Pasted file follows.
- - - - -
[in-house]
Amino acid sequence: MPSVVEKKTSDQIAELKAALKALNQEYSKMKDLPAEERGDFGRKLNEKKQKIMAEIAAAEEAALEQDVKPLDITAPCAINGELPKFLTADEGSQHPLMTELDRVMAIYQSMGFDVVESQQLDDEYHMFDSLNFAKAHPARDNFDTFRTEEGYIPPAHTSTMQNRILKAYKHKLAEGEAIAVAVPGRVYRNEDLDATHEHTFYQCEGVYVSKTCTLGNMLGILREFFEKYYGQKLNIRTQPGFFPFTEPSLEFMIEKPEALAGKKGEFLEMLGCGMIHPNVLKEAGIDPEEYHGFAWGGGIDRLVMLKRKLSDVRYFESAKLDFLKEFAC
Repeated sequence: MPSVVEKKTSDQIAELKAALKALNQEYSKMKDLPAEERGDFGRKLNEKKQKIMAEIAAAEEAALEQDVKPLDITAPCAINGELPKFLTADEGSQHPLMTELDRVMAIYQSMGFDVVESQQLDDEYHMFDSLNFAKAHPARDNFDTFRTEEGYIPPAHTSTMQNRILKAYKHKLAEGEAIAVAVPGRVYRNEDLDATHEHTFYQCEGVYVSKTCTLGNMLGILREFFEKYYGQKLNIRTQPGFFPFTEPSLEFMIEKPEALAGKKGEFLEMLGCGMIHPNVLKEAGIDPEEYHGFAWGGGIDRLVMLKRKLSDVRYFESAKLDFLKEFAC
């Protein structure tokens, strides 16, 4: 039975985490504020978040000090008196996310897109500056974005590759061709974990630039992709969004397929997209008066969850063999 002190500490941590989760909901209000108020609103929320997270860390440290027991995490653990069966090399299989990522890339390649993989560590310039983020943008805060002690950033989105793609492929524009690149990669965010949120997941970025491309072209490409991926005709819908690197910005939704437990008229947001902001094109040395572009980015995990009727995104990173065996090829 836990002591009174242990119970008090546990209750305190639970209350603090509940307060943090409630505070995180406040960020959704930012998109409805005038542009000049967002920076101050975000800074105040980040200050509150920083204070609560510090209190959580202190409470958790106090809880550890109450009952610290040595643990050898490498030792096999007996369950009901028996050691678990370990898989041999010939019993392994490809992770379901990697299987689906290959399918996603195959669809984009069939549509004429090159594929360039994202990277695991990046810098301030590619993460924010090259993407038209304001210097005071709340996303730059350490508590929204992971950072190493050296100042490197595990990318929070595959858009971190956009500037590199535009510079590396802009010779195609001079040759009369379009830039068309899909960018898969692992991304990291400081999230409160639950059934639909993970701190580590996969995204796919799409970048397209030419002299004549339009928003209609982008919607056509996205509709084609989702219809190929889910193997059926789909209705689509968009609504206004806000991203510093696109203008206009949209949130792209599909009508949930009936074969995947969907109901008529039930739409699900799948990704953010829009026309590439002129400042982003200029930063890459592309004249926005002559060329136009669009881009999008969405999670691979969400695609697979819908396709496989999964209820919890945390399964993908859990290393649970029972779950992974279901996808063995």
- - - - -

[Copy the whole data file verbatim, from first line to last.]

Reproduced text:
[in-house]
Amino acid sequence: MPSVVEKKTSDQIAELKAALKALNQEYSKMKDLPAEERGDFGRKLNEKKQKIMAEIAAAEEAALEQDVKPLDITAPCAINGELPKFLTADEGSQHPLMTELDRVMAIYQSMGFDVVESQQLDDEYHMFDSLNFAKAHPARDNFDTFRTEEGYIPPAHTSTMQNRILKAYKHKLAEGEAIAVAVPGRVYRNEDLDATHEHTFYQCEGVYVSKTCTLGNMLGILREFFEKYYGQKLNIRTQPGFFPFTEPSLEFMIEKPEALAGKKGEFLEMLGCGMIHPNVLKEAGIDPEEYHGFAWGGGIDRLVMLKRKLSDVRYFESAKLDFLKEFAC
Repeated sequence: MPSVVEKKTSDQIAELKAALKALNQEYSKMKDLPAEERGDFGRKLNEKKQKIMAEIAAAEEAALEQDVKPLDITAPCAINGELPKFLTADEGSQHPLMTELDRVMAIYQSMGFDVVESQQLDDEYHMFDSLNFAKAHPARDNFDTFRTEEGYIPPAHTSTMQNRILKAYKHKLAEGEAIAVAVPGRVYRNEDLDATHEHTFYQCEGVYVSKTCTLGNMLGILREFFEKYYGQKLNIRTQPGFFPFTEPSLEFMIEKPEALAGKKGEFLEMLGCGMIHPNVLKEAGIDPEEYHGFAWGGGIDRLVMLKRKLSDVRYFESAKLDFLKEFAC
């Protein structure tokens, strides 16, 4: 039975985490504020978040000090008196996310897109500056974005590759061709974990630039992709969004397929997209008066969850063999 002190500490941590989760909901209000108020609103929320997270860390440290027991995490653990069966090399299989990522890339390649993989560590310039983020943008805060002690950033989105793609492929524009690149990669965010949120997941970025491309072209490409991926005709819908690197910005939704437990008229947001902001094109040395572009980015995990009727995104990173065996090829 836990002591009174242990119970008090546990209750305190639970209350603090509940307060943090409630505070995180406040960020959704930012998109409805005038542009000049967002920076101050975000800074105040980040200050509150920083204070609560510090209190959580202190409470958790106090809880550890109450009952610290040595643990050898490498030792096999007996369950009901028996050691678990370990898989041999010939019993392994490809992770379901990697299987689906290959399918996603195959669809984009069939549509004429090159594929360039994202990277695991990046810098301030590619993460924010090259993407038209304001210097005071709340996303730059350490508590929204992971950072190493050296100042490197595990990318929070595959858009971190956009500037590199535009510079590396802009010779195609001079040759009369379009830039068309899909960018898969692992991304990291400081999230409160639950059934639909993970701190580590996969995204796919799409970048397209030419002299004549339009928003209609982008919607056509996205509709084609989702219809190929889910193997059926789909209705689509968009609504206004806000991203510093696109203008206009949209949130792209599909009508949930009936074969995947969907109901008529039930739409699900799948990704953010829009026309590439002129400042982003200029930063890459592309004249926005002559060329136009669009881009999008969405999670691979969400695609697979819908396709496989999964209820919890945390399964993908859990290393649970029972779950992974279901996808063995």